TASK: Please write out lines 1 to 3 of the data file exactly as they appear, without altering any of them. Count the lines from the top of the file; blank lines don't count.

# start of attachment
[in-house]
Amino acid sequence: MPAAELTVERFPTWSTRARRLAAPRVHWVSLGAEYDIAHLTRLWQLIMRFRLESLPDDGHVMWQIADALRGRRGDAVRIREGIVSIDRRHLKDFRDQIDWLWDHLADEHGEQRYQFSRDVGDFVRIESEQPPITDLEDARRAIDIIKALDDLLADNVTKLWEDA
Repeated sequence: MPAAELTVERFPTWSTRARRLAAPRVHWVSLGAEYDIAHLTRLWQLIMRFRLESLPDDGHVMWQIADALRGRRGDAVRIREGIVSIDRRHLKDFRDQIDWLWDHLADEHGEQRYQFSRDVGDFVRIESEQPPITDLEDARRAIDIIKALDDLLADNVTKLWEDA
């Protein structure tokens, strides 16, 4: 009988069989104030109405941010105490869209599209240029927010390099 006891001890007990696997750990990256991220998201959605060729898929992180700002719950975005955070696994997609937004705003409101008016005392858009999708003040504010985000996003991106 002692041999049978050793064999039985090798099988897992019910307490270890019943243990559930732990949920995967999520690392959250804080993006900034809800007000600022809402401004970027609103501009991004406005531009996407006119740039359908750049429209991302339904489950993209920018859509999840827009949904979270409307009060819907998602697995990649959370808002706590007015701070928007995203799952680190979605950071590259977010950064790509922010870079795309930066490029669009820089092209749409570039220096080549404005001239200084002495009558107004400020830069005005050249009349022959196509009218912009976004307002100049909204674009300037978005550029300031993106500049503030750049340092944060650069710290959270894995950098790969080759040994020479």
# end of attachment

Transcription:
[in-house]
Amino acid sequence: MPAAELTVERFPTWSTRARRLAAPRVHWVSLGAEYDIAHLTRLWQLIMRFRLESLPDDGHVMWQIADALRGRRGDAVRIREGIVSIDRRHLKDFRDQIDWLWDHLADEHGEQRYQFSRDVGDFVRIESEQPPITDLEDARRAIDIIKALDDLLADNVTKLWEDA
Repeated sequence: MPAAELTVERFPTWSTRARRLAAPRVHWVSLGAEYDIAHLTRLWQLIMRFRLESLPDDGHVMWQIADALRGRRGDAVRIREGIVSIDRRHLKDFRDQIDWLWDHLADEHGEQRYQFSRDVGDFVRIESEQPPITDLEDARRAIDIIKALDDLLADNVTKLWEDA